Villagers report that at approximately 7 am a large number of men led by members of the Nawar family and armed with guns and swords arrived in Sarando with gasoline trucks and tractors. The group began destroying crops. The remaining villagers, including large numbers of women and children, resisted the attack and were beaten by the attackers. Their cries brought men from the surrounding hamlets, and the combined numbers eventually forced the armed men to flee. However, during the fighting one of the armed men was killed, reportedly by gunfire, an unknown number of villagers were injured, including some reportedly injured by gunfire, and tractors were burned.5 The remaining male villagers, fearing retribution, fled the area.
A large number of police under the command of Mohammed Ammar arrived at approximately 10 am and began arresting and harassing villagers. Women interviewed by human rights activists described police breaking into homes, stealing food and valuables and destroying furnishings, beating women who attempted to protect their husbands and sons, and taking women and children into custody when wanted male relatives could not be found.
According to villagers and human rights activists, at least thirteen women are known to have been arrested in the March 4 raid, as well as at least five young children: a nine-year-old girl, a six-year-old boy, a five-year-old girl, a two-year-old girl, and a two-year-old boy. Their place of detention is still not known. At least one of the women detained in a later raid was reportedly forced to leave behind a days old infant.
During the raid, police reportedly humiliated women and girls, cursing them, binding the detained women and girls together by their braided hair in addition to handcuffs, and in some cases beating them in the face with shoes.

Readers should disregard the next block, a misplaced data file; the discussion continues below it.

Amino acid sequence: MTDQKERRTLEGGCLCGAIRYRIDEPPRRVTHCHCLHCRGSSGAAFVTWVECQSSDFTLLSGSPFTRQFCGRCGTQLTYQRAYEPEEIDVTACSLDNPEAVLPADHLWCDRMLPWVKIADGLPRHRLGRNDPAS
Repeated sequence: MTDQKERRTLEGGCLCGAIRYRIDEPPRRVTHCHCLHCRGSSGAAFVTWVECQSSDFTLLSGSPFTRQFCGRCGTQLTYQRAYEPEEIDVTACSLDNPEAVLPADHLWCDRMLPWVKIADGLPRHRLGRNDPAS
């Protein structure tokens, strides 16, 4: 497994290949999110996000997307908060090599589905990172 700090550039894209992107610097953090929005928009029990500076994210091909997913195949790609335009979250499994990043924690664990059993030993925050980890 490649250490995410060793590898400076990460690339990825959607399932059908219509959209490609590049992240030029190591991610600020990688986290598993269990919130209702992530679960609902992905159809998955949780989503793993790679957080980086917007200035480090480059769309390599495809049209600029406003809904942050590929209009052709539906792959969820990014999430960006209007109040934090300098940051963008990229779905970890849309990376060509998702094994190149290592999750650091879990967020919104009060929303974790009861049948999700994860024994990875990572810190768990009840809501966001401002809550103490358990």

March 4-10, 2005: Siege, Abuse, and Intimidation
Women interviewed in Sarando said that following the March 4 raid police confined them to their homes and prevented them from visiting their fields or animals, many of which had died from lack of care. They also said that police had cut the lines to the few phones in the village, increasing their isolation.
Women also said that food was in short supply in many households because of security forces’ theft and spoilage of foodstuffs during raids and the curfew’s impact on access to animals, fields, and agricultural jobs outside of the village.
Some women who had been illegally held recounted terrifying experiences in police custody. One woman described being part of a group of fourteen women, including three elderly women, whom police blindfolded and moved from police checkpoint to police checkpoint for five days, sleeping on bare tile floors without blankets, food, or water. Another woman described being detained outdoors with her three young children for three days without food or blankets in an effort to force her to falsely testify that her husband had participated in burning a tractor.